Businesses that sell alcohol or provide entertainment must have a premises licence that allows certain ‘licensable activities’ to go ahead. The licence will dictate trading hours, where you can sell alcohol from and the trading activities you are restricted to, including the sale of alcohol as well as the provision of regulated entertainment (such as live and recorded music) and late-night refreshment (meaning selling hot drink between 11pm and 5am). Obtaining and keeping the right licence is vital to many businesses and once you have one it is valid indefinitely. It can, however, be lost at a premises licence review hearing, and securing a variation is also subject to a public consultation period in which objections can be made. Whether you’re starting a new operation or need help with an existing licensed business, here are our top tips for navigating what can be an unpredictably tricky process.
A poorly written premises licence application, which is subject to a public consultation period, can attract representations from vocal members of the public and powerful residents’ associations. Adverse objections can trigger the need for your application to be dealt with at a public license committee meeting.
The trick here is to consider the closest residents and other businesses who could be affected by a large beer garden or louder events. Early engagement could win you new customers and prevent objections at every new variation application you make – consider holding a public meeting showing architects drawings, menus and proposed events schedules.
An application for a premises licence has to be made to the relevant licensing authority, which is usually the local council in whose area the premises are situated. Negotiation with your local licensing authority, by presenting drafts and seeking pre-application advice is an important method of avoiding a licensing committee. Statutory consultees such as police, the fire service, environmental health and the licensing department can in our experience.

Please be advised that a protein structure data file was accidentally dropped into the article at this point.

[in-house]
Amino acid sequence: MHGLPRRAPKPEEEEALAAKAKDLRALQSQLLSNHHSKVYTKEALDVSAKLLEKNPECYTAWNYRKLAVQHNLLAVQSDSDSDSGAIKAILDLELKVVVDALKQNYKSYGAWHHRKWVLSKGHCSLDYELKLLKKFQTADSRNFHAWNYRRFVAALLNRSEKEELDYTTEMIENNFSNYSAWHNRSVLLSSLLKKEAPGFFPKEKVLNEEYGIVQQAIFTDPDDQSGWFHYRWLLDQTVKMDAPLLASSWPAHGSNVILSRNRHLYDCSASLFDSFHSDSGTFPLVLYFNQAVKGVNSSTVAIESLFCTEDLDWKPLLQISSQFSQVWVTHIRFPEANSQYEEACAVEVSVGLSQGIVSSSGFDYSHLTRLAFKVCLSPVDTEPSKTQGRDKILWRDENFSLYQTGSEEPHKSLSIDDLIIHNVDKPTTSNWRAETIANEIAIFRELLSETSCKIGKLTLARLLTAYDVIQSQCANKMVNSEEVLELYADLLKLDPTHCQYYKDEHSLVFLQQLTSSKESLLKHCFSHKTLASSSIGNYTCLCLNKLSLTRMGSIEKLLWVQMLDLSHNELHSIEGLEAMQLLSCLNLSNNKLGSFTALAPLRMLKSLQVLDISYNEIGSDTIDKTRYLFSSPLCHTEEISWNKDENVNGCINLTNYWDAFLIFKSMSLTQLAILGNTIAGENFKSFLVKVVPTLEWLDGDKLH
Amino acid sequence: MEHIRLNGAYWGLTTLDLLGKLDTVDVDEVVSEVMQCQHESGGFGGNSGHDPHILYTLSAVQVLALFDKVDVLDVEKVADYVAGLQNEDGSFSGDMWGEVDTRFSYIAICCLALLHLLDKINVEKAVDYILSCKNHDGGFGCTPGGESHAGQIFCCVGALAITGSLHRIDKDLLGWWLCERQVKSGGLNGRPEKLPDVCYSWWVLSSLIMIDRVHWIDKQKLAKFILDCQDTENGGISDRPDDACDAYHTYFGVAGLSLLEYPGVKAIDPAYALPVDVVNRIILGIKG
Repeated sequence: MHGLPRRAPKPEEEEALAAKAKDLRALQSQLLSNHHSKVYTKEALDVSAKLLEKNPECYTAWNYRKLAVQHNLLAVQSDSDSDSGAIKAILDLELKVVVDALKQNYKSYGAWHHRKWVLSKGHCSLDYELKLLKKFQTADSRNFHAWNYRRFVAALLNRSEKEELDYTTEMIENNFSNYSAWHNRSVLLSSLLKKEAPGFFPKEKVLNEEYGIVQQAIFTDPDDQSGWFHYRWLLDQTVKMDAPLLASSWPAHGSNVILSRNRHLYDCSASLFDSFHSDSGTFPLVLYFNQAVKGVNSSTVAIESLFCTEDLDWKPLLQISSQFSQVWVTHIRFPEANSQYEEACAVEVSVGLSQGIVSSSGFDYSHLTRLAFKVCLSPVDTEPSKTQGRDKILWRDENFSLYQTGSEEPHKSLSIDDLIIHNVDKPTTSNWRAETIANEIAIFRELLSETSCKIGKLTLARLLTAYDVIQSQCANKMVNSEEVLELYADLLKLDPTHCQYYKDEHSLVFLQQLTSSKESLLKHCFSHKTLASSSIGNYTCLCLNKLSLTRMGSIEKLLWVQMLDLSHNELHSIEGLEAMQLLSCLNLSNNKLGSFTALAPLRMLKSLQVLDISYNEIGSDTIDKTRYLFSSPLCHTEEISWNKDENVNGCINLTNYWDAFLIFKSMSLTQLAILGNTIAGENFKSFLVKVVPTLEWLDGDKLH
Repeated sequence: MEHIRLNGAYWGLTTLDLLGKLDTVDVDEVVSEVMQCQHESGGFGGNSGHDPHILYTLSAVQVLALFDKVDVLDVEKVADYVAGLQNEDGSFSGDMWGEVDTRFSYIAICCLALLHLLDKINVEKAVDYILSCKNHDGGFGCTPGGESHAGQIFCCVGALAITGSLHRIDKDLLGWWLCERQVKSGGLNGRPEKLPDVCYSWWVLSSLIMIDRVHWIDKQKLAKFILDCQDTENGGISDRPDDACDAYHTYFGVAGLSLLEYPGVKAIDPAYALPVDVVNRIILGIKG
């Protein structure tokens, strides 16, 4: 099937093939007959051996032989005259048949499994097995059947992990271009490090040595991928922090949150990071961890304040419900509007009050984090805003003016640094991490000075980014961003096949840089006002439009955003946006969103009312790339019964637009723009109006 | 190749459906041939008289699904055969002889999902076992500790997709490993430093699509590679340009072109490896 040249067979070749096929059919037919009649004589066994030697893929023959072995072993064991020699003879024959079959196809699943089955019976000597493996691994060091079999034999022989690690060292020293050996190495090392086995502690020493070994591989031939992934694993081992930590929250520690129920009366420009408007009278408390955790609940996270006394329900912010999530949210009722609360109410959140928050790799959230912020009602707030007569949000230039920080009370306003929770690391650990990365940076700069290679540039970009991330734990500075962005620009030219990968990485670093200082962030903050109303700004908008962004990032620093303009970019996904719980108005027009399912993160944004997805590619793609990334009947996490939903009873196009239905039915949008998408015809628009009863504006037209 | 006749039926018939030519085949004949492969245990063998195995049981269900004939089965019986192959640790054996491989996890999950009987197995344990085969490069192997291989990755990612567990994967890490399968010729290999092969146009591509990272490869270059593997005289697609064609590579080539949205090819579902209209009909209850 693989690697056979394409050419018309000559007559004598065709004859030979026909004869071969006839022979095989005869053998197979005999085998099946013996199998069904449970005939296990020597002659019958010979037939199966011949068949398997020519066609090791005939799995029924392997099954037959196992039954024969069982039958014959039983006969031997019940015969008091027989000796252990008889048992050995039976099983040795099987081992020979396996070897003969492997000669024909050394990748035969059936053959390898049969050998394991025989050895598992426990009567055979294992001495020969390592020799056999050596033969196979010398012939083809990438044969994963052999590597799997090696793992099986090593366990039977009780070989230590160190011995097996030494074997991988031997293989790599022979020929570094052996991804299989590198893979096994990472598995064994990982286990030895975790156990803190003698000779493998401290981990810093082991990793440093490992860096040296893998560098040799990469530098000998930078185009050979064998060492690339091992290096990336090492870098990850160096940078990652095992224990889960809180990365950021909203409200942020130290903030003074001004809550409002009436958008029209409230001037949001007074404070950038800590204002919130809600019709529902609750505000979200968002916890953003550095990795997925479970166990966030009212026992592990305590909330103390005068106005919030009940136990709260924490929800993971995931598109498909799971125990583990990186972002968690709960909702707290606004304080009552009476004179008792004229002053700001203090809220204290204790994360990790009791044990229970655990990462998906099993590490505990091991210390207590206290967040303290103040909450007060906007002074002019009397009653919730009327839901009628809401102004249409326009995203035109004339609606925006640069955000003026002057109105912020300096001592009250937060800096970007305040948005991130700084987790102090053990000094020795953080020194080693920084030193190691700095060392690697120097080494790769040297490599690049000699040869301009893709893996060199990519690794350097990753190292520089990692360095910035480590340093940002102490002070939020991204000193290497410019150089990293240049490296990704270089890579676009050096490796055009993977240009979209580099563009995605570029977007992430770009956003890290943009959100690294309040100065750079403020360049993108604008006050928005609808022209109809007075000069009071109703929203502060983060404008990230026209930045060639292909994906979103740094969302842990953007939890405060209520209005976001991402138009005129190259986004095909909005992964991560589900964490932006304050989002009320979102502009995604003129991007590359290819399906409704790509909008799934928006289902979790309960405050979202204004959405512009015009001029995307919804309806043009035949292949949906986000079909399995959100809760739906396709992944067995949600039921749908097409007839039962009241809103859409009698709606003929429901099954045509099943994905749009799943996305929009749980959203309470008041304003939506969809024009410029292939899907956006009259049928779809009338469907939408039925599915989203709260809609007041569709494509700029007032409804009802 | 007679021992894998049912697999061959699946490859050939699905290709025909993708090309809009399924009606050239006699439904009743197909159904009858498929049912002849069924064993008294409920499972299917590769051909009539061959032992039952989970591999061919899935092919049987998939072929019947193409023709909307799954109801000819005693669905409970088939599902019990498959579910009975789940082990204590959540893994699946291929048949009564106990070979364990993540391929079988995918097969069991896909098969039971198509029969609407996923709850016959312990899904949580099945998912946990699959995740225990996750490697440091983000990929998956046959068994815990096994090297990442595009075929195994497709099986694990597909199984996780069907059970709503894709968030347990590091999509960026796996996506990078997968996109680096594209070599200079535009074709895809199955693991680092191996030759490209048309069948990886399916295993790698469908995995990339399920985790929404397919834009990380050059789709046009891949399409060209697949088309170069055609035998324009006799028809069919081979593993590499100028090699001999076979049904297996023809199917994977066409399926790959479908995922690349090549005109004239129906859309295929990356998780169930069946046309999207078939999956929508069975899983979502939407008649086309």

Local authorities must publish a statement of their licensing policy every five years, which sets out the factors and priorities it is looking for in applications. Having due regard to the policy in proposed licence conditions will demonstrate that your business respects the objectives and protections it aims to achieve.
A premises licence will be granted on the applicant’s terms unless representations are made to the licensing authority by interested parties such as local residents, the police, or environmental health bodies. Where relevant representations are made, the authority must hold a hearing. Applications must therefore include an operating schedule in a prescribed form which sets out the proposed licensable activities, when they will take place, and other operating details.
The holder of the licence, or anyone who has made relevant representations in relation to it, can appeal to a magistrates’ court against any conditions that are imposed by the licensing authority at such a hearing. Otherwise, licence applications must be accompanied by a set of conditions that you must live by when it is implemented, governing how you intend to operate.
Common conditions such as a ‘challenge 21/25’ policy, use of CCTV and staff training are common. Further conditions bespoke to your business should be drawn up with day to day practicalities in mind. For example, if a local authority requires a Noise Management Plan, you may need to consider how to carry out regular noise checks from the closest residential properties.
Making changes to an existing licence requires a variation application, which are also subject to scrutiny by the public and local authority. It is a good idea to pre-empt your businesses’ growth plans in the initial application – will you install a courtyard bar, start hosting live music or a pop-up food truck in the car park of your premises?
It is important to strike a balance between planning for future growth stages, without alarming the local authority from the outset, before you have proven yourself to be a respectful and compliant operation. A Temporary Event Notice can cater for shorter events that are outside the scope of a licence
After a licence is granted, any person is allowed to bring review against it, at any time – whether it’s a local resident, the police, licensing authority, environmental health officer, even the Home Office Immigration Department or Trading Standards.
Maintaining healthy relationships with neighbours is crucial to avoid this, by consulting on growth plans and how different events and operations are received locally. Seeking early legal advice in the licence application process will help to minimise the risk of having it dealt with by a licensing committee and having to make multiple variations as your business grows.
The Thrings Commercial Property lawyers specialises in potential licensee’s or the owner of commercial premises, timely and expert advice on licensing matters and invaluable support.
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